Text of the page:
“Blast” is a word that makes us cringe whenever it is heard. You might be hearing or reading it every single day in the email compliance and deliverability field. However, there are two words that should never be uttered around, and those words are “email blast service.” Whenever the word “blast” is used in reference to emails, it creates images of unwanted bulk emails that are being sent invasively, jamming thousands of inboxes at a time.
If you want to create a significant relationship with your customers, it’s very obvious that clogging their inboxes is not the way to go. So instead of using the term “email blast,” let’s think of its replacement. Avoiding to use “blast” for your emails gets you in the right frame of mind. Your emails should be like a pleasant conversation amongst friends. First, you get their permission to enter into a dialogue, then you offer interesting and informative content, and finally, you listen to their responses and feedback. When you use this approach for your email marketing, you will get much better results.
Here are just a few of the old, should-be-dead email marketing tactics that “email blast” brings to mind:
No segmentation, targeting or personalization
“Blasting” suggests that you’re sending the same email out to all your subscribers. That there’s no personalization, even in the subject line. No dynamic content, and no way for subscribers to let you know which topics they’re interested in. This is not a recommended email marketing practice. The most successful email marketers segment their lists.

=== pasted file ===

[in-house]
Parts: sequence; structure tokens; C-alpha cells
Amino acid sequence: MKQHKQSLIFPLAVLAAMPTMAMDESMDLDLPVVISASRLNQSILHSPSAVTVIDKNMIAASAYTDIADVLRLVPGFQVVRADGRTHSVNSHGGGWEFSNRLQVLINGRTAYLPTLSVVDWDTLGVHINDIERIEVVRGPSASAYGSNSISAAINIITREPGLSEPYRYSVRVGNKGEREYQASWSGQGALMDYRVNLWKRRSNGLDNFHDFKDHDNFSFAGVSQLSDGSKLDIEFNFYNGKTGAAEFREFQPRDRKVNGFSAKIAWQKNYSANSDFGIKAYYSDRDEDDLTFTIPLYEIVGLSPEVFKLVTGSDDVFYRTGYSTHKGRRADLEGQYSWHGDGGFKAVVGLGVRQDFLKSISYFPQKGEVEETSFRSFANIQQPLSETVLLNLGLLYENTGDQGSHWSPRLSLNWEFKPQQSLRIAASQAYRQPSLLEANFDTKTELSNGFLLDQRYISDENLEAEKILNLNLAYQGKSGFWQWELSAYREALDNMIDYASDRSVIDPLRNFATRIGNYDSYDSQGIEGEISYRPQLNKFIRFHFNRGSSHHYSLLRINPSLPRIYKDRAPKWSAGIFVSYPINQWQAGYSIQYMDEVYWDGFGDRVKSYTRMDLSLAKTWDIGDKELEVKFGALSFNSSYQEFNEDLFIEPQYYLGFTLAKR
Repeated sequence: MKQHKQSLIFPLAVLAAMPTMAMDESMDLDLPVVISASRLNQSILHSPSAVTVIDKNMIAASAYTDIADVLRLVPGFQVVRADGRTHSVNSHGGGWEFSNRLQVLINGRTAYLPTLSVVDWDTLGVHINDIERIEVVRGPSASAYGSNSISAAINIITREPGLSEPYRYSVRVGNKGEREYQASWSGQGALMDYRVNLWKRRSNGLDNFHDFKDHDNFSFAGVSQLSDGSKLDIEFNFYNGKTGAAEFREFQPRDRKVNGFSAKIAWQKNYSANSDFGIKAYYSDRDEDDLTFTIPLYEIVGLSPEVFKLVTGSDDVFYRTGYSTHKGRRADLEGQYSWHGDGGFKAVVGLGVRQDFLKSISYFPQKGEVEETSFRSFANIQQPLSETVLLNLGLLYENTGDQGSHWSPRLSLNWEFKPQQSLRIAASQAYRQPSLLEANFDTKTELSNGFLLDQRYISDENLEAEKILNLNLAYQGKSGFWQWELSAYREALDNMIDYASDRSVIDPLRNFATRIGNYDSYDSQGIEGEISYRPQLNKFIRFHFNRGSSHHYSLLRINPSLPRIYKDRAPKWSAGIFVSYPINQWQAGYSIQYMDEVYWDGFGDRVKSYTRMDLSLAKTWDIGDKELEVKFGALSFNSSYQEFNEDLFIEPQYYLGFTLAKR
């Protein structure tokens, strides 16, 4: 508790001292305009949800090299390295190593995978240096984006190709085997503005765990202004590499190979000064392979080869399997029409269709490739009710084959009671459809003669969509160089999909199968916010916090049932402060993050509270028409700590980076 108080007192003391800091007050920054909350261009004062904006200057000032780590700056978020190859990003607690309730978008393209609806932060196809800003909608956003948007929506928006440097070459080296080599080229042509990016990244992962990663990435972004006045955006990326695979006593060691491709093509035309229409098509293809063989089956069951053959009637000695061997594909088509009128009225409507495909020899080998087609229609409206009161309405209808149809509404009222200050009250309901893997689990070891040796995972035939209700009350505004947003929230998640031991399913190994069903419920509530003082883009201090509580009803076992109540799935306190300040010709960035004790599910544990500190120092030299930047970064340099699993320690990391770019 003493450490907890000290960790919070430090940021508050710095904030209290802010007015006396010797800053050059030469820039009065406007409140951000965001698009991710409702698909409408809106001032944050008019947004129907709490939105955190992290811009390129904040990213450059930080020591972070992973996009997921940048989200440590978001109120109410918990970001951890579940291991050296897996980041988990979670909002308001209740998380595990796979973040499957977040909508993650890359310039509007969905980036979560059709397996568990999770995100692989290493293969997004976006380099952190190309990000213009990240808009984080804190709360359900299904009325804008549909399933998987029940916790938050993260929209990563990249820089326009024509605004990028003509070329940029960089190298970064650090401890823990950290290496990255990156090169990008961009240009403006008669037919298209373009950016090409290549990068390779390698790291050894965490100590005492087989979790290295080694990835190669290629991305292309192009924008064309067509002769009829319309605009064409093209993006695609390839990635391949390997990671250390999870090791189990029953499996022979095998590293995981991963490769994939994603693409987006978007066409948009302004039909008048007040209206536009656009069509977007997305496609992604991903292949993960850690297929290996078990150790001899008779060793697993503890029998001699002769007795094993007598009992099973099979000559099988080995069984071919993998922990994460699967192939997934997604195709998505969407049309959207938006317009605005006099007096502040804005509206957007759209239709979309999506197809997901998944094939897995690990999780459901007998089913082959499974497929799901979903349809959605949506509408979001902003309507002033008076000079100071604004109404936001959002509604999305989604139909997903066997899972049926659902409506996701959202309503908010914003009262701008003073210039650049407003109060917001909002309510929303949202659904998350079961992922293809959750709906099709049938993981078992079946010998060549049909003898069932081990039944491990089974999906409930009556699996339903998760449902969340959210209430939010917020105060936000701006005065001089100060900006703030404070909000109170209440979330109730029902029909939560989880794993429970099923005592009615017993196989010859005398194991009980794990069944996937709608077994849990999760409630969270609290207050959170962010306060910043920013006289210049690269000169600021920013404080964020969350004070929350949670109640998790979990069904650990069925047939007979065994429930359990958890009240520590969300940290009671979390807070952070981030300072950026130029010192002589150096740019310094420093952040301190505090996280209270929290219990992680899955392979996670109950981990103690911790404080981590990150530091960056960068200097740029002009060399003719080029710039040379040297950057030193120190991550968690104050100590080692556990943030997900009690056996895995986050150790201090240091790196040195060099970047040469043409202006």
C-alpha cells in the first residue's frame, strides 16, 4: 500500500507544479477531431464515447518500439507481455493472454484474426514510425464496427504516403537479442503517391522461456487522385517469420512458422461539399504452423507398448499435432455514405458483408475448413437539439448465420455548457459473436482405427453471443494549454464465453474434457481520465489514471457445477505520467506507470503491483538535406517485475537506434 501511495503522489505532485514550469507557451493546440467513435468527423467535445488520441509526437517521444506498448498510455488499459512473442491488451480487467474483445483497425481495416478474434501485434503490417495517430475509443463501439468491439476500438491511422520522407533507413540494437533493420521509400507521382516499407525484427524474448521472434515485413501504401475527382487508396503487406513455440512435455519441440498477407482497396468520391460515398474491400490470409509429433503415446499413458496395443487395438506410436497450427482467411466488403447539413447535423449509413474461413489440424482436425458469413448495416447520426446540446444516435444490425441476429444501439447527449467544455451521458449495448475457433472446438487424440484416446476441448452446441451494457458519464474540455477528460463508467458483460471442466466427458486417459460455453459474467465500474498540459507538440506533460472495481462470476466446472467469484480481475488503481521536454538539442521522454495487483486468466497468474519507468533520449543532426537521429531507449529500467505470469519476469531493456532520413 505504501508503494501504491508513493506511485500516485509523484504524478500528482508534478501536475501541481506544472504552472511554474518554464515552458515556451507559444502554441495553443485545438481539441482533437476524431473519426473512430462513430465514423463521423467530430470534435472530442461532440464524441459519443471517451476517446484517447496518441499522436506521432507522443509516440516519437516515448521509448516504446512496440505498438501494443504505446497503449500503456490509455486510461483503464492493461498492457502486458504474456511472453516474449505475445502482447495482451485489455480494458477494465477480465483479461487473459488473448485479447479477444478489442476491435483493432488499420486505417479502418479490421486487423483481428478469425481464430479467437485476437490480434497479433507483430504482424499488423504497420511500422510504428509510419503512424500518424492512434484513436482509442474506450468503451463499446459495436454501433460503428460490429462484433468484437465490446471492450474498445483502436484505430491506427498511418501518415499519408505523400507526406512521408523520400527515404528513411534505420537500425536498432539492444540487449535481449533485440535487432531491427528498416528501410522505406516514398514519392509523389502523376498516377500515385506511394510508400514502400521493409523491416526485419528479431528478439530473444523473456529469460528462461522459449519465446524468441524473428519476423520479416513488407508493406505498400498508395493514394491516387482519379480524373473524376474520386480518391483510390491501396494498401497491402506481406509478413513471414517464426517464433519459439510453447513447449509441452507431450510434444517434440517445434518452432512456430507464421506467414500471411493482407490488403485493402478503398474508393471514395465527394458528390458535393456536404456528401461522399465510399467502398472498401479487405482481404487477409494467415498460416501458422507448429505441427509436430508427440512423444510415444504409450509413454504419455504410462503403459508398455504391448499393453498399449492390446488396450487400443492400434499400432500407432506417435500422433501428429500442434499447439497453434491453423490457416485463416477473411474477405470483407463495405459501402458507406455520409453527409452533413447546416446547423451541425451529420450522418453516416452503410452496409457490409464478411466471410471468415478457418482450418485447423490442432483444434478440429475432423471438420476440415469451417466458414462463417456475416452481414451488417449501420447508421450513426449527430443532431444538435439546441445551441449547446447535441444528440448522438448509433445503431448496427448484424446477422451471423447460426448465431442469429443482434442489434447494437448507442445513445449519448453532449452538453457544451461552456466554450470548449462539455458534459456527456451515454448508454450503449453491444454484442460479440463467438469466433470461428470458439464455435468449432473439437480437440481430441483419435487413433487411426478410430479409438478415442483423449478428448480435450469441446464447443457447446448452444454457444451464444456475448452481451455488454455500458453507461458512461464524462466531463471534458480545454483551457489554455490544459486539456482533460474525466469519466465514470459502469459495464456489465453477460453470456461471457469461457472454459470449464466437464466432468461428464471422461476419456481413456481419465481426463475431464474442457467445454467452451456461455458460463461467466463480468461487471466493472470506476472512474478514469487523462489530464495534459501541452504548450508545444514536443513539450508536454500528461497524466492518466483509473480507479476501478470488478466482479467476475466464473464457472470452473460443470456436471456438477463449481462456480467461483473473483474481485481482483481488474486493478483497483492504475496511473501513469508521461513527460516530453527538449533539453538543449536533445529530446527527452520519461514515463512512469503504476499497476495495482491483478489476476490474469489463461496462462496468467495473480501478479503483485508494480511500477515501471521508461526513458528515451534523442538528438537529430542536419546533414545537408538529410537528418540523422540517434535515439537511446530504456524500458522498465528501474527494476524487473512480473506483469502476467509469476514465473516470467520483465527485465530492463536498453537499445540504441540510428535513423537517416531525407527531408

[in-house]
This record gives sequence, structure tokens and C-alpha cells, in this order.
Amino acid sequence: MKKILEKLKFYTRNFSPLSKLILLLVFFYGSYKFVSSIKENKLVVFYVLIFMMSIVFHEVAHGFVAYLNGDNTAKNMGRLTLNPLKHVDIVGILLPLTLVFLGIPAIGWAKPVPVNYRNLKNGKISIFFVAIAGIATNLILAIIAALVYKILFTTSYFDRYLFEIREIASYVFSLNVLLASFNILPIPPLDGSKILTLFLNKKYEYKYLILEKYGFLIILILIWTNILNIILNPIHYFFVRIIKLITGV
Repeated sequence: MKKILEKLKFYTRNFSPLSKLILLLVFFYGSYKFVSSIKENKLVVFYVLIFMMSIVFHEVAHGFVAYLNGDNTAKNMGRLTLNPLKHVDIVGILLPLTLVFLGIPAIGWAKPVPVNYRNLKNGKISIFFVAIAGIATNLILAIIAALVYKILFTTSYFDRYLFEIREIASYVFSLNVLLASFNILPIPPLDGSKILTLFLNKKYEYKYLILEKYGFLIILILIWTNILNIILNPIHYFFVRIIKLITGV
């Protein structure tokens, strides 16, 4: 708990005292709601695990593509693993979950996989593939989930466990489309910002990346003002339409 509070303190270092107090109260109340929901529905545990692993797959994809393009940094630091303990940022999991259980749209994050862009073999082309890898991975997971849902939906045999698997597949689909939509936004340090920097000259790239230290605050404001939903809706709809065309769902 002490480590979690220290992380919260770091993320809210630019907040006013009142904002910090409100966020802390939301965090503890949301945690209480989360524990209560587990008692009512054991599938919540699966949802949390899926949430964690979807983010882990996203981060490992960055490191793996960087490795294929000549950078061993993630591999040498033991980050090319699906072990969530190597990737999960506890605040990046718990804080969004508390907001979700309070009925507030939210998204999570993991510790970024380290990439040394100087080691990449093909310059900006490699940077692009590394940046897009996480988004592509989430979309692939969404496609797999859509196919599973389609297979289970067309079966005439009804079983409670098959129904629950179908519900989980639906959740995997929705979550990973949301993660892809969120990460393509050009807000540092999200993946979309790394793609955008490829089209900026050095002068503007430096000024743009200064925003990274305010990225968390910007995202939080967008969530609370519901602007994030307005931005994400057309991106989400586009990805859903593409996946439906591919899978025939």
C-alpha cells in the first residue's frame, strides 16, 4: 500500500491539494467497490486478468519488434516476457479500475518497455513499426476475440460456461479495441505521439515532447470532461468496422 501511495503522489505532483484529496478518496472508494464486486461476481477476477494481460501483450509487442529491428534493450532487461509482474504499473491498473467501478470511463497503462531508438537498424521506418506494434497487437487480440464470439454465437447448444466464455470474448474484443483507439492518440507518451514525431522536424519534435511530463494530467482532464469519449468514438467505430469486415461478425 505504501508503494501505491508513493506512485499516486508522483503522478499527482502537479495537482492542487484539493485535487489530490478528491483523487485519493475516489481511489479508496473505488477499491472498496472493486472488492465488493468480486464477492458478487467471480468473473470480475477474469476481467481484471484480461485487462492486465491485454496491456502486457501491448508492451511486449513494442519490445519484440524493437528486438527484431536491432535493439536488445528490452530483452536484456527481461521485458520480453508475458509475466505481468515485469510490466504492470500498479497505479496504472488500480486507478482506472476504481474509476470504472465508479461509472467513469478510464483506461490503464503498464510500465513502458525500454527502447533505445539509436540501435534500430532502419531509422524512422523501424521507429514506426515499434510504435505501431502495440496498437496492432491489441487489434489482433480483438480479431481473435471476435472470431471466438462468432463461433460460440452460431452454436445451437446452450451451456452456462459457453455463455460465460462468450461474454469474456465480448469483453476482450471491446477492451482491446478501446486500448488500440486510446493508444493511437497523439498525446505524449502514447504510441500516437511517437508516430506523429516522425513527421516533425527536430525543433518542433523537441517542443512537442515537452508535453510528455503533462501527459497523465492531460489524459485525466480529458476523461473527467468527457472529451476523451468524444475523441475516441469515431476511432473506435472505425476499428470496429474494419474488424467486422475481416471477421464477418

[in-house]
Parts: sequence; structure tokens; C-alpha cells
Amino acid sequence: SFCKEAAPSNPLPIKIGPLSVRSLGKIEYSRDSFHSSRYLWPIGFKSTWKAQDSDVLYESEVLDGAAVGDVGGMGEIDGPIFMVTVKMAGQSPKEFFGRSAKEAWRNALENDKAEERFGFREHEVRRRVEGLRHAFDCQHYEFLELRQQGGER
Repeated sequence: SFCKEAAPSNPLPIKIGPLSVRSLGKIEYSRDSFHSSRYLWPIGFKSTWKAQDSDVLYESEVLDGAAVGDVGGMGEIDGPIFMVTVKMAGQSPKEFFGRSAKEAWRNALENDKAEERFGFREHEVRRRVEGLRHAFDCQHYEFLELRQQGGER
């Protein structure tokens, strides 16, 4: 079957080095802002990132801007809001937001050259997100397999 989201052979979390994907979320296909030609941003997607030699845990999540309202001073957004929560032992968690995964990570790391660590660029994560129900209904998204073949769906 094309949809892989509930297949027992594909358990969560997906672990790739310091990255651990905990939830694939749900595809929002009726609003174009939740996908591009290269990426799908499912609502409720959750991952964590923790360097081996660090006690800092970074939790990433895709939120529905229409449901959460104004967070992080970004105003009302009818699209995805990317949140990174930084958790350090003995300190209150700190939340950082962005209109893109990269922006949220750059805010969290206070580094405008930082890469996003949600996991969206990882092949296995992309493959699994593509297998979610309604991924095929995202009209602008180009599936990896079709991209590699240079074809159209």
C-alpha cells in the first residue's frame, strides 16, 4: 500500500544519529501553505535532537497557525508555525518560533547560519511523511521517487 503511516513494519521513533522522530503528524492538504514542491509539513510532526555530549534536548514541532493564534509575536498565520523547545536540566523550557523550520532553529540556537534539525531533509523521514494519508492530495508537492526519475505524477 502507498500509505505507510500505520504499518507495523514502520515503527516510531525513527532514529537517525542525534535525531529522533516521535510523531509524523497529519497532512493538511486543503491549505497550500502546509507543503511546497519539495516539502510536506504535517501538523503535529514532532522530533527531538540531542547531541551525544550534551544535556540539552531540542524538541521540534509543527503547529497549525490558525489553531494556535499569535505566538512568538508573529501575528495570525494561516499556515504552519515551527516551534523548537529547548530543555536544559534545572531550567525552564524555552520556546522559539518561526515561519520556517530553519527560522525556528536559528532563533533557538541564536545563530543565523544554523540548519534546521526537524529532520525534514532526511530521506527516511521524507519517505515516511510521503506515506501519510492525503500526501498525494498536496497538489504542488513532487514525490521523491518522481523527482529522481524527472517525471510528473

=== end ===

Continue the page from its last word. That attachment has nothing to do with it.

Blast sounds like you’re assaulting your subscribers
Rather than giving people content they would be interested in, “blasts” sounds like we’re all but firing our messages out to people. Attacking them with our emails. No good marketer wants to do that. If people don’t want your emails, let them go.
Blast sounds like cheap content
Anything you’d “blast” is something that didn’t have a lot of work put into it. You don’t re-use or save something that’s been blasted. Calling emails “blasts” insinuates that emails are low-value content. Granted, some emails are low-value content. But those aren’t the emails any of us wants to be sending, especially if we want a decent ROI from email marketing.
Blast sounds like email marketing spam
Using the word blast says a lot about how you view email marketing. And because so many of us are so very touchy about being characterized as spammers even using a word that leans toward sounding like spam bothers us. Remember that there are always two definitions of spam. There’s the email marketers’ definition and then there’s the consumer definition. The consumer definition of spam is simple and complete: its email they don’t want.
Nobody wants to be blasted
“Blast” also says a lot about how you view your subscribers. Are they people, or targets? Describing anything you send to an audience as a blast devalues them and you.